Sean Dixon

On The Other Hand

“Why do you search so diligently for sorcerers? Take the Jesuits — all the religious orders — and torture them. They will confess. If some deny, repeat it a few times. They will confess. Should a few still be obstinate exorcise them, shave them, only keep on torturing. They will give in. Take the canons, the doctors, the bishops of the church. They will all confess.” - Friedrich von Spee with regards to the Inquisition

Twice I’ve depicted happy, joyful executions here on Ryeberg. The pattern has barely even occurred to me. I apologize to anyone who might have experienced anything senseless lately. Because there is also the solo death, the lonely death, the meaningless death, the really stupid death.

And then there is the innocent death, conducted in the name of an ignorance that burns all in its path — rational minds doing the work of careless, reckless nature, cutting a swath as terrible as a house on fire with your children inside it, or your friends’ children, or anyone’s children in it.

No celebration there.


Carl Dreyer, “The Passion Of Joan Of Arc” (1928)

As with Jeanne d’Arc in Carl Dreyer’s masterpiece of close-ups, there are no words for this kind of condemning. No sound at all in fact (the way it’s presented in the clip above) to help you with your mourning and your dread.

In the film, Dreyer has cut even the dialogue from from the final print, leaving only the faces of those who stand in judgment. Their silent ignorant jawing. The occasional glimmer of awareness of their own colossal continent-burning stupidity. And, beyond that, the face of Antonin Artaud, whose reaction cannot be described or even understood. Cruel and kind and crazy and full of longing. Does he want to be a part of her innocence or a part of their relentless nature? He wants to make a celebration of her death, but isn’t it way too soon? Or he wants to comfort her, but she can’t be comforted. What will become of him when all this is done? Will he pound the earth or praise the sublime nature of being?

And then there is Maria Falconetti. A comic actress, who has never before done film, and who does not understand its limits.


Carl Dreyer, “The Passion Of Joan Of Arc” (1928)

You can choose to watch it in silence, as was intended, or you can watch with a beautiful score. Music makes it easier to watch. Why is that?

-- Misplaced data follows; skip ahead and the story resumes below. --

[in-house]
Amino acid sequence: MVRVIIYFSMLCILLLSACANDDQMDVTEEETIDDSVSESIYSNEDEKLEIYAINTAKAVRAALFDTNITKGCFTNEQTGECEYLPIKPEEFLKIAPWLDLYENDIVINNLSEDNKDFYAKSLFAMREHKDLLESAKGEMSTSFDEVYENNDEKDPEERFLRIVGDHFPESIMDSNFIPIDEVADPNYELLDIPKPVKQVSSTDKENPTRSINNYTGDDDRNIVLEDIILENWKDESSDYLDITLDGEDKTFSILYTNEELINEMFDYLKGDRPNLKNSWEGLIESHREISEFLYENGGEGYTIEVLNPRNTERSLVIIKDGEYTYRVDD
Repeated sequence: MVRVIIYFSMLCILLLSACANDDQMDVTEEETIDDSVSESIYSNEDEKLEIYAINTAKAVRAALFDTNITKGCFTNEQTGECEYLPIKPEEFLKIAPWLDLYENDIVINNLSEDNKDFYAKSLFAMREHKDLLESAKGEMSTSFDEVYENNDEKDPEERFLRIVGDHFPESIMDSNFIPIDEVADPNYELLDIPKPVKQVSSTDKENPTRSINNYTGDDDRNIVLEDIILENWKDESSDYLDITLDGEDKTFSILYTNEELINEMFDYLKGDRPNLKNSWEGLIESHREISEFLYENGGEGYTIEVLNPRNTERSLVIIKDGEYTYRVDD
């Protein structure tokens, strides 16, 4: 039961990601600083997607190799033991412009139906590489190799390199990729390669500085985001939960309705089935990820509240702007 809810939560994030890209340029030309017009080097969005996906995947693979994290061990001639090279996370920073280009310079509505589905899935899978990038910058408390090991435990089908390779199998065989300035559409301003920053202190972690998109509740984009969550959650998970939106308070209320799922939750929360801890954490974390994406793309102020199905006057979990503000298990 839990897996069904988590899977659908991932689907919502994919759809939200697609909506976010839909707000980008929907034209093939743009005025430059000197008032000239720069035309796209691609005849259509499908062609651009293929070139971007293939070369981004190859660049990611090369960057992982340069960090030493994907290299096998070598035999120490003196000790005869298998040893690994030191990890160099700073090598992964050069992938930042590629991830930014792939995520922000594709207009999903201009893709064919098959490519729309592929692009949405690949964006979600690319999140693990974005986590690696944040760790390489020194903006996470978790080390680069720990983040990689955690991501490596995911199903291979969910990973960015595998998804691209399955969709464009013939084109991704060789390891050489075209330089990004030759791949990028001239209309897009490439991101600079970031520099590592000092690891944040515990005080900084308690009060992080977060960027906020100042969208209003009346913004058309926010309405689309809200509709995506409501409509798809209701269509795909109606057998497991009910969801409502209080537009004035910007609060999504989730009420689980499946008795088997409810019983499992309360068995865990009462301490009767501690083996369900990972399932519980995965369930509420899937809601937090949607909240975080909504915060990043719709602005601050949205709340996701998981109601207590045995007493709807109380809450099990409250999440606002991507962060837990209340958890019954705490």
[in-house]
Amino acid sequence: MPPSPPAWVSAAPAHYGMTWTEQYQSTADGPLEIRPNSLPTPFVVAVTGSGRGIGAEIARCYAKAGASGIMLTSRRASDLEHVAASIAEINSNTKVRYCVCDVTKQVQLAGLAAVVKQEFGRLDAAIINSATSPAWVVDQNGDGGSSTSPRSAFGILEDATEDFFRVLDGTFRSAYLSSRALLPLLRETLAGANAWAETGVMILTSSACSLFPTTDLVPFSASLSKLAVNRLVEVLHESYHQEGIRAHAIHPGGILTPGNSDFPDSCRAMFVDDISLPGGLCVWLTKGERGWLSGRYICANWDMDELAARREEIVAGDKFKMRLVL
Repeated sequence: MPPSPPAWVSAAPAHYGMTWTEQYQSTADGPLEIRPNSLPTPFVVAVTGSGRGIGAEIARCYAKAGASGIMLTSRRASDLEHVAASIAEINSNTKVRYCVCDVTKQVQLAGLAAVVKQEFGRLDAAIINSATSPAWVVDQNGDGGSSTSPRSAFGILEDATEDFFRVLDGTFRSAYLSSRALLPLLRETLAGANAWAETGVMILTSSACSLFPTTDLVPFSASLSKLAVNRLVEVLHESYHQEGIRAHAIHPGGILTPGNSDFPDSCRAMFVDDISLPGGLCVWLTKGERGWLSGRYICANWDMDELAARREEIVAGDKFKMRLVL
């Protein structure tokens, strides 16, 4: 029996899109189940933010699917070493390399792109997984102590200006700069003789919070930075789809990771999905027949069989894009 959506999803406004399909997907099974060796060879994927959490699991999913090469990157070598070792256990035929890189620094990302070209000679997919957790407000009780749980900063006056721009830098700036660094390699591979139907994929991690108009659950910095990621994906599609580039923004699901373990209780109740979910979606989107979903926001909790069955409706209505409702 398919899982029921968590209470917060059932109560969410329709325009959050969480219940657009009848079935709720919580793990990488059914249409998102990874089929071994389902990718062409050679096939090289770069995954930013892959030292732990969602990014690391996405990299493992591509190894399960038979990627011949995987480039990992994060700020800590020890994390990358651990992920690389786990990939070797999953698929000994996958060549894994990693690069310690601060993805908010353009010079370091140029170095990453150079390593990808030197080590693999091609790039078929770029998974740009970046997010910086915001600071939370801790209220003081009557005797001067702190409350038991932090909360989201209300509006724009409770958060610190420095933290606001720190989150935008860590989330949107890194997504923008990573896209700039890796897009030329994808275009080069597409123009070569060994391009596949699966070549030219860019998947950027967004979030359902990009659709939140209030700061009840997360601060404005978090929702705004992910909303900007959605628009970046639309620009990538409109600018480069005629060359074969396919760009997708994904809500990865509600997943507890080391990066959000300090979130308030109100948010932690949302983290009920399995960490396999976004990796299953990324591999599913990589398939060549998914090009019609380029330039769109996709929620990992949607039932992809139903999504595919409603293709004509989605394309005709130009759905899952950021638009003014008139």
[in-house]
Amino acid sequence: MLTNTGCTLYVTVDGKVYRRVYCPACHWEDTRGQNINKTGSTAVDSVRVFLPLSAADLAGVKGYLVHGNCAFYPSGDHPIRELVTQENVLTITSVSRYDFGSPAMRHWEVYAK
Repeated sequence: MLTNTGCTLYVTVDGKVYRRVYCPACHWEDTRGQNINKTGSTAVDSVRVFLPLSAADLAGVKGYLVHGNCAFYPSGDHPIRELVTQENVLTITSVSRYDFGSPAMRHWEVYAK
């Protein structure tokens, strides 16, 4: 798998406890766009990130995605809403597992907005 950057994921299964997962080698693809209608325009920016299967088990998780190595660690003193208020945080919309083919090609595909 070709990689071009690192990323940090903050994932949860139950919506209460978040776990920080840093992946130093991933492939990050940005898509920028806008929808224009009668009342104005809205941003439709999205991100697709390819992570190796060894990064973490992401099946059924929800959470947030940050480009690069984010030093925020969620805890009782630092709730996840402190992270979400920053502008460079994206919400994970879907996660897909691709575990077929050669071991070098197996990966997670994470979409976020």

I watched this film with my mother-in-law a year and a half ago when she was fighting a very serious illness. Three weeks away from her death, she was still very much alive, fighting patiently and with much humour. We watched the film with the score instead of the silence. She had grown up behind the Iron Curtain in Prague and had never seen any of these silent expressionist masterpieces — had never even really heard of them. She had seen the films of their heirs, though. She’d always loved Ingmar Bergman particularly, but had never seen his sources — the clay from which he was made.

Carl Dreyer.

The “Passion of Jean d’Arc” was a revelation for her. It was for me too, but I was proud, so proud, to have found this for her, to have given her such a revelation. We saw it together, watched it twice in a row, tears streaming the whole time. My wife and father-in-law came to rescue us at the end of the second viewing. They were laughing. We had gone mad.

I thought of it again the other day upon receiving the news that friends have lost a daughter. I find I can’t say any more about it than that. They lost their daughter. Why do these things happen?

“… no wind, and no hope of heaven, and no wish for heaven, since the meanest of people show more mercy than hounding and terrorist gods.” - Annie Dillard, Holy The Firm

- Sean Dixon

Ryeberg Curator Bio

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Sean Dixon is a novelist, playwright, and actor. His novels include "The Many Revenges of Kip Flynn" and "The Girls Who Saw Everything" ("The Last Days of the Lacuna Cabal" in the U.S. and the U.K.) — named one of the Best Books of 2007 by Quill & Quire. His plays have been produced in Canada, the U.S., Australia and the U.K., and three have been collected in "AWOL: Three Plays for Theatre SKAM." He occasionally plays banjo with the Toronto glam rock band tomboyfriend. For more Sean Dixon, go here.